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Touring Edwardian New Zealand by Paul Moon


What a treat of a book, from its gorgeous cover to its well-considered contents and fascinating historical photographs!


In 1902 the travel agency Thomas Cook published the guide, New Zealand as a Tourist and Health Resort, seeking to encourage tourists to come to Aotearoa from the other side of the world. This old volume provides a rare insight into New Zealand’s Edwardian past and the introduction of mass-market tourism.


In Touring Edwardian New Zealand, Professor Paul Moon ‘traces the routes taken by Edwardian tourists who used the guide to tour New Zealand in the opening decade of the twentieth century.’ The author examines the social and cultural changes during this time as Edwardian tourists travel from Auckland, Northland, Waitomo, Rotorua, Taupo, Wellington, Nelson, Christchurch, Dunedin and Invercargill and the West Coast.


In the Thomas Cook guide, New Zealand is a romantic place of prosperity, happiness, magnificent scenery and a charming indigenous population seemingly happy to welcome the visiting tourists. But Paul Moon reveals the complexities of the real New Zealand at this time in history and reveals the truth behind the hyperbole, the reality behind the romance.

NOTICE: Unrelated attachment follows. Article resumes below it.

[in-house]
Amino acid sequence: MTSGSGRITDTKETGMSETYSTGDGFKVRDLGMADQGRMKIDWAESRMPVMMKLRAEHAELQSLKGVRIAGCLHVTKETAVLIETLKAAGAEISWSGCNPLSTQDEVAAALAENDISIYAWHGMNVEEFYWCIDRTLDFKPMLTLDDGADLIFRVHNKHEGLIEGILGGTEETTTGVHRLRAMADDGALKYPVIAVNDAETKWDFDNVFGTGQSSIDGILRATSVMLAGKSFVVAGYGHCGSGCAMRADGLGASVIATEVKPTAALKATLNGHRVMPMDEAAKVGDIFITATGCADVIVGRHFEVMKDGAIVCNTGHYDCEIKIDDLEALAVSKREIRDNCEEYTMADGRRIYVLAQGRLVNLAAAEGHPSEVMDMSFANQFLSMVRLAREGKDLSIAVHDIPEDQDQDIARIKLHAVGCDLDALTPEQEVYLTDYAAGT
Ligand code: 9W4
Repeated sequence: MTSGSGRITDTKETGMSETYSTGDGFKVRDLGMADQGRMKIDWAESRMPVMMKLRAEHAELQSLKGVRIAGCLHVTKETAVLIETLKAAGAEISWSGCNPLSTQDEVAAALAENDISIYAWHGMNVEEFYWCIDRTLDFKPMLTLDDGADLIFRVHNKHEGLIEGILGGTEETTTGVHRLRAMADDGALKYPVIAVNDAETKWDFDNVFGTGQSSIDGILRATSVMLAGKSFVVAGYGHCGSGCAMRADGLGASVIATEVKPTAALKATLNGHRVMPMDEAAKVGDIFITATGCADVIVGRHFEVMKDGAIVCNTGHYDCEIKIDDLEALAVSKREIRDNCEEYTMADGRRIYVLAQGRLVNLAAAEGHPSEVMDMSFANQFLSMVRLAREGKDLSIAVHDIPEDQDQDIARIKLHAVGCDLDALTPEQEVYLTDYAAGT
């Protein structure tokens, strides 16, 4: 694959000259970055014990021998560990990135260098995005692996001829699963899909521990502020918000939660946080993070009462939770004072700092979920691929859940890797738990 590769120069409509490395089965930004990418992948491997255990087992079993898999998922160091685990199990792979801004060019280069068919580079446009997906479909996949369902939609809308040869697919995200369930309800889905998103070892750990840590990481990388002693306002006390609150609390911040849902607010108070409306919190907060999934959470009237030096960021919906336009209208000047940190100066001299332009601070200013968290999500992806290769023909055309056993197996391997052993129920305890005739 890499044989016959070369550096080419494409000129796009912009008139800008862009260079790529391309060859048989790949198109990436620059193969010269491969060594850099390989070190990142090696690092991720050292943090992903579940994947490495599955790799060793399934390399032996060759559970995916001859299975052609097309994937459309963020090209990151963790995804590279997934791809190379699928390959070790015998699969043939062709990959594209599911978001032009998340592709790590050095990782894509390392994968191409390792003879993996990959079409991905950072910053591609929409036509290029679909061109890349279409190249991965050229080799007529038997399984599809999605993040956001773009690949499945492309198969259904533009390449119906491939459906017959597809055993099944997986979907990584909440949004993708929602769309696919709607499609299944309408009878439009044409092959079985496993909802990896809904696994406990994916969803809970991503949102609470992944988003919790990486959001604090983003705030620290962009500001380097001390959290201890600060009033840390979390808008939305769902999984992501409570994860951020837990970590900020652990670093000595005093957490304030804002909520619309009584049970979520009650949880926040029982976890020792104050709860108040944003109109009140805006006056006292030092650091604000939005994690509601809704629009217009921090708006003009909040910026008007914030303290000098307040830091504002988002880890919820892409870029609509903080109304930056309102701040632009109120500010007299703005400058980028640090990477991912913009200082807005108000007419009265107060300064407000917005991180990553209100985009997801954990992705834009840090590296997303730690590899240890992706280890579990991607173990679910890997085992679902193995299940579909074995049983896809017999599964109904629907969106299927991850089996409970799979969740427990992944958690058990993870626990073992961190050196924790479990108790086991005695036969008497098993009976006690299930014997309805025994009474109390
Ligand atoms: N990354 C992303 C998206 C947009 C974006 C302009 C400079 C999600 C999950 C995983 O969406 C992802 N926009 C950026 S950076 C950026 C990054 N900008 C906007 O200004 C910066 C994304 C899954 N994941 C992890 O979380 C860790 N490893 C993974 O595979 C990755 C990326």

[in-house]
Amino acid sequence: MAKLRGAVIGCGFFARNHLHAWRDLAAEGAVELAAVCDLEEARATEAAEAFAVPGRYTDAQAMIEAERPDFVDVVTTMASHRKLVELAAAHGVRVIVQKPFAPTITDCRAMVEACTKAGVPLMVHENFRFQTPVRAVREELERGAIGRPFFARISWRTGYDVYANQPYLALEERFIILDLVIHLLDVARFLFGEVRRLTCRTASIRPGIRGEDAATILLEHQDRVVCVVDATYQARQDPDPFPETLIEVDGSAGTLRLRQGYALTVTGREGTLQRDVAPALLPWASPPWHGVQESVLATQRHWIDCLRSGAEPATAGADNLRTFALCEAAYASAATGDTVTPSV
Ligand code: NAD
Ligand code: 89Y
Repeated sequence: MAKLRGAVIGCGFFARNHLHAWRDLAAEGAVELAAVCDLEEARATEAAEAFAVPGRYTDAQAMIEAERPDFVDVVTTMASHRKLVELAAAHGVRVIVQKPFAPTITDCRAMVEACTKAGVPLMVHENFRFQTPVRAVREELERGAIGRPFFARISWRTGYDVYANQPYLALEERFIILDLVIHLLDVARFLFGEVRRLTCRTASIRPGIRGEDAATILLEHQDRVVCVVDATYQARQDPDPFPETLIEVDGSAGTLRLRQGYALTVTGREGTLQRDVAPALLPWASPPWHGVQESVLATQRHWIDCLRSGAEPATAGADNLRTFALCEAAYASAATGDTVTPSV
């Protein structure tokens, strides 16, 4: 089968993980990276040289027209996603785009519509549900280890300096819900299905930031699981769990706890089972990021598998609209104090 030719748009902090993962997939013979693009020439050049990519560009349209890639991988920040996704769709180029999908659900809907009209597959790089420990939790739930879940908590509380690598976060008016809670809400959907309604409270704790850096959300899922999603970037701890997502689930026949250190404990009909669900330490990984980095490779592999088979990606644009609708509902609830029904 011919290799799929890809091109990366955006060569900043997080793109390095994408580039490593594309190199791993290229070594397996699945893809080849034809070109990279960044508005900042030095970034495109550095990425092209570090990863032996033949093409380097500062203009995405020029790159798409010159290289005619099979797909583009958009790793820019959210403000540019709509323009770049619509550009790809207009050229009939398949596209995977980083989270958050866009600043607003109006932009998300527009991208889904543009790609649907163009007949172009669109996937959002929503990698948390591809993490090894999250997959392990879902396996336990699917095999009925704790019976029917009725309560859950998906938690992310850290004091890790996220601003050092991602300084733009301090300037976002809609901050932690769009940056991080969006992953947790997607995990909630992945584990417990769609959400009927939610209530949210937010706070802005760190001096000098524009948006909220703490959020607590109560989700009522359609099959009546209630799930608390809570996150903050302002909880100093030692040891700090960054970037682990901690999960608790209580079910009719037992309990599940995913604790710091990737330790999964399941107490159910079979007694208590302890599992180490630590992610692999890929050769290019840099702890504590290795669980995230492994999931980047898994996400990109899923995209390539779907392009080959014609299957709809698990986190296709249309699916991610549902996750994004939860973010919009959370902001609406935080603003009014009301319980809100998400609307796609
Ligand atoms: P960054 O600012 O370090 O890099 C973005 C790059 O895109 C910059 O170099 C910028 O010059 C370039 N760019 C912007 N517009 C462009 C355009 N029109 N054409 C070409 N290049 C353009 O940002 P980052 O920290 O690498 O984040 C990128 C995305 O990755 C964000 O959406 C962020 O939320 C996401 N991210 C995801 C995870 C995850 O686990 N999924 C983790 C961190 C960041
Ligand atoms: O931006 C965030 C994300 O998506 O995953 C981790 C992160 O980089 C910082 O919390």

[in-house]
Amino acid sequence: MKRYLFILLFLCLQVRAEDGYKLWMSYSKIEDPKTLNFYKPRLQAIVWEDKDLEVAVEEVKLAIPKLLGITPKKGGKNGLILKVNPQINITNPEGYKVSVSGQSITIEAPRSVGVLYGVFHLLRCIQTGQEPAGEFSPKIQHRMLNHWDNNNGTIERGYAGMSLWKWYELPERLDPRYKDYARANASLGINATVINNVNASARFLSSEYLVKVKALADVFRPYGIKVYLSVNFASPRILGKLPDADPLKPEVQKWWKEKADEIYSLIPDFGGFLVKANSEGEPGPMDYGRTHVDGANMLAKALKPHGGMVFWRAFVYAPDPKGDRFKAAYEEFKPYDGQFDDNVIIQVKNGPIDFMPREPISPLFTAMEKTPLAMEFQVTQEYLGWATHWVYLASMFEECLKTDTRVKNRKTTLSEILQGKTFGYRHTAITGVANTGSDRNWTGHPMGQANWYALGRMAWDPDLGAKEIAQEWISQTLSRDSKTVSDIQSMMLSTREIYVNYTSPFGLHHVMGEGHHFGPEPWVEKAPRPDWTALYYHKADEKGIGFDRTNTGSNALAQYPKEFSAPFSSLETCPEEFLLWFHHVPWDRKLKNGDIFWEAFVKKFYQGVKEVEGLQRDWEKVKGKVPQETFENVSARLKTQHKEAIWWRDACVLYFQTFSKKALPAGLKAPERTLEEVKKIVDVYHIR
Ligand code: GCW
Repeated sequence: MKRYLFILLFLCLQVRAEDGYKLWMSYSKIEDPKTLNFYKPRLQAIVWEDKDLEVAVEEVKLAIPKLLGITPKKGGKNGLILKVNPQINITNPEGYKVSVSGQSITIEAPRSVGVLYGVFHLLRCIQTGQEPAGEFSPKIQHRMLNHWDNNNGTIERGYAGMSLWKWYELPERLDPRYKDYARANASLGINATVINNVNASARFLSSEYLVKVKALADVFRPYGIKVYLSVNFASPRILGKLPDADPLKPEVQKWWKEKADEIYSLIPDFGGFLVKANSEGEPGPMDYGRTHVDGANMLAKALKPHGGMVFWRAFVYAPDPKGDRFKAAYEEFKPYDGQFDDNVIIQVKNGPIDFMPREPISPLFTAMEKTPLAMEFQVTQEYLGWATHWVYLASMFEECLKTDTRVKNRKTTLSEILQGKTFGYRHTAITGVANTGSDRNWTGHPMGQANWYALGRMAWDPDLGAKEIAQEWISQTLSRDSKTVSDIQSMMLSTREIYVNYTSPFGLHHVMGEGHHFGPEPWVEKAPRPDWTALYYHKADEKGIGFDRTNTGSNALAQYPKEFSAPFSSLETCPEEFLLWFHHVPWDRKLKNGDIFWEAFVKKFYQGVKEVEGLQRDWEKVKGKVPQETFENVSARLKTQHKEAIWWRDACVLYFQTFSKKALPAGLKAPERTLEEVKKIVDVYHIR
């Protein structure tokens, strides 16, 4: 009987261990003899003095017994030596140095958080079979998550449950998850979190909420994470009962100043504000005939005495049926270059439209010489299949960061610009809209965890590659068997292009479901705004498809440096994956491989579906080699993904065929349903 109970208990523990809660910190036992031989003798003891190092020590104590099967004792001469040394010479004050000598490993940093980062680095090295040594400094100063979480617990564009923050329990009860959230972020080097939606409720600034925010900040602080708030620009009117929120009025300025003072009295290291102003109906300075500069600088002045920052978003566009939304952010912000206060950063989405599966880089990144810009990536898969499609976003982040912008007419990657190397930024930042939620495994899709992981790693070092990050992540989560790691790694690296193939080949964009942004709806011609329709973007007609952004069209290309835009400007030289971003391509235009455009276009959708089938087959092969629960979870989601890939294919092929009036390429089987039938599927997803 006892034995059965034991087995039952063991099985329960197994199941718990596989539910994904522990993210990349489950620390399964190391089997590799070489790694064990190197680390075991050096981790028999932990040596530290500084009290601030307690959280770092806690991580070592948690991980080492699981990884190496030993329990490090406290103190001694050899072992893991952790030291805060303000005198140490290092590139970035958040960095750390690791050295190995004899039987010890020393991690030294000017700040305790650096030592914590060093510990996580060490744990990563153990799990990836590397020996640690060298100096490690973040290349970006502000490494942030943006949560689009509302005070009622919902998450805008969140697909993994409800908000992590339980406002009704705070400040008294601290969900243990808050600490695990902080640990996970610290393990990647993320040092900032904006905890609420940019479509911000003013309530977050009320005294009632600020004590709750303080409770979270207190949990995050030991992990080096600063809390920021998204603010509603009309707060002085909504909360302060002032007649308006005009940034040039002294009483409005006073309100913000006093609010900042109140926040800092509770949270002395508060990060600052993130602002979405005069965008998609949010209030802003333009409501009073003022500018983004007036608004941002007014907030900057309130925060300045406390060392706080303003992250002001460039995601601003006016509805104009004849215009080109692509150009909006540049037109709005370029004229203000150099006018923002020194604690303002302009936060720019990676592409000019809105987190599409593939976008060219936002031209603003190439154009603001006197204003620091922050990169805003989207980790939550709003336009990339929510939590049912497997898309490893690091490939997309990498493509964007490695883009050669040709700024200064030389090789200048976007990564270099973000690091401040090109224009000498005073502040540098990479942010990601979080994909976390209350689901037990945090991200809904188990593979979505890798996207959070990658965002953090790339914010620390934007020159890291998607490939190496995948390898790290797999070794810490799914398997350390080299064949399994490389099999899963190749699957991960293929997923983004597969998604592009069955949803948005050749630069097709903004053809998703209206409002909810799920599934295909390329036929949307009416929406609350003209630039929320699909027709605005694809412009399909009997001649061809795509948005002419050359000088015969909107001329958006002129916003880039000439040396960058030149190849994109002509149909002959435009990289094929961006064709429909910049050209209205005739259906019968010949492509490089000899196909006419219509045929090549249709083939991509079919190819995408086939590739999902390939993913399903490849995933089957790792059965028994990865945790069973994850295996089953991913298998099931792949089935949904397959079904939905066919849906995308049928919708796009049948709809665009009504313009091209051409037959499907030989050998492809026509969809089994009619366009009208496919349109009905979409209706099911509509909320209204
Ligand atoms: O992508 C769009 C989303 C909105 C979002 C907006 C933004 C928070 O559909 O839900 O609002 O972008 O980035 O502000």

Touring Edwardian New Zealand is a fascinating read that takes us back in time while examining many of the paradoxes of the era. One photograph highlights the beauty of early morning in Moturoa, with only a passing reference to the massacre that occurred there. Tourists are encouraged to ascend Ngauruhoe, although even getting to the area would be hazardous, and no potential dangers of the mountain are mentioned. And I would have loved to have gone to one of the health resorts promoted, with their curative properties seeming to sort any ailment.


Organised by location, this is a fascinating read, and I would definitely like to take this book with me as a guide for any places I travel to in New Zealand in the future. It’s captured such an interesting time in our history as Aotearoa begins to establish its own identity.


Reviewer: Karen McMillan

Bateman Books